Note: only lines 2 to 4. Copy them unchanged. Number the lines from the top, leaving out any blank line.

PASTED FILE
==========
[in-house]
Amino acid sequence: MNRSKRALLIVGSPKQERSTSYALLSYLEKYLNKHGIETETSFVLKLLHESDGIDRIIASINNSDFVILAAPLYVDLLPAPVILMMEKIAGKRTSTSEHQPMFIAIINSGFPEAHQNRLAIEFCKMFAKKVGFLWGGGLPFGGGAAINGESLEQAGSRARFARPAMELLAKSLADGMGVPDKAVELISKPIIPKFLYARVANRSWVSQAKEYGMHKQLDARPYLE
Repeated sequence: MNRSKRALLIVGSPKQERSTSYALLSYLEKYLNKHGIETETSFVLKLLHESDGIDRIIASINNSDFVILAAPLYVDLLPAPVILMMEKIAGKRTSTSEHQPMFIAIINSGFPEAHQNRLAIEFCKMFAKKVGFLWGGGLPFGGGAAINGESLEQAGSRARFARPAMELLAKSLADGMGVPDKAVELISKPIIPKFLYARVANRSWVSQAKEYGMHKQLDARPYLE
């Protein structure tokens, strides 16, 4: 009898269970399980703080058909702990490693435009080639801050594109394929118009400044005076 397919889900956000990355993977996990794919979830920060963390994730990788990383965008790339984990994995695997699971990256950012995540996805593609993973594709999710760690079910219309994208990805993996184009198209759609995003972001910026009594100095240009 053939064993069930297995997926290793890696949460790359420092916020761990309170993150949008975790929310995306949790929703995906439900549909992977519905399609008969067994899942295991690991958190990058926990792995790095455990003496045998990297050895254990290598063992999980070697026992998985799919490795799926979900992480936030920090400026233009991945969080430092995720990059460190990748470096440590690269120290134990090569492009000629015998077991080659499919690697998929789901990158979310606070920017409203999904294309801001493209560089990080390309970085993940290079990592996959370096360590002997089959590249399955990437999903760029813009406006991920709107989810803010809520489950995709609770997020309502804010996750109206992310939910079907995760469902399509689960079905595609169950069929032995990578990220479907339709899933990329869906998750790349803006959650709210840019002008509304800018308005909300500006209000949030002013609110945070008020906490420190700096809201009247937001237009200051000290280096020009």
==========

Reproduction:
Amino acid sequence: MNRSKRALLIVGSPKQERSTSYALLSYLEKYLNKHGIETETSFVLKLLHESDGIDRIIASINNSDFVILAAPLYVDLLPAPVILMMEKIAGKRTSTSEHQPMFIAIINSGFPEAHQNRLAIEFCKMFAKKVGFLWGGGLPFGGGAAINGESLEQAGSRARFARPAMELLAKSLADGMGVPDKAVELISKPIIPKFLYARVANRSWVSQAKEYGMHKQLDARPYLE
Repeated sequence: MNRSKRALLIVGSPKQERSTSYALLSYLEKYLNKHGIETETSFVLKLLHESDGIDRIIASINNSDFVILAAPLYVDLLPAPVILMMEKIAGKRTSTSEHQPMFIAIINSGFPEAHQNRLAIEFCKMFAKKVGFLWGGGLPFGGGAAINGESLEQAGSRARFARPAMELLAKSLADGMGVPDKAVELISKPIIPKFLYARVANRSWVSQAKEYGMHKQLDARPYLE
């Protein structure tokens, strides 16, 4: 009898269970399980703080058909702990490693435009080639801050594109394929118009400044005076 397919889900956000990355993977996990794919979830920060963390994730990788990383965008790339984990994995695997699971990256950012995540996805593609993973594709999710760690079910219309994208990805993996184009198209759609995003972001910026009594100095240009 053939064993069930297995997926290793890696949460790359420092916020761990309170993150949008975790929310995306949790929703995906439900549909992977519905399609008969067994899942295991690991958190990058926990792995790095455990003496045998990297050895254990290598063992999980070697026992998985799919490795799926979900992480936030920090400026233009991945969080430092995720990059460190990748470096440590690269120290134990090569492009000629015998077991080659499919690697998929789901990158979310606070920017409203999904294309801001493209560089990080390309970085993940290079990592996959370096360590002997089959590249399955990437999903760029813009406006991920709107989810803010809520489950995709609770997020309502804010996750109206992310939910079907995760469902399509689960079905595609169950069929032995990578990220479907339709899933990329869906998750790349803006959650709210840019002008509304800018308005909300500006209000949030002013609110945070008020906490420190700096809201009247937001237009200051000290280096020009």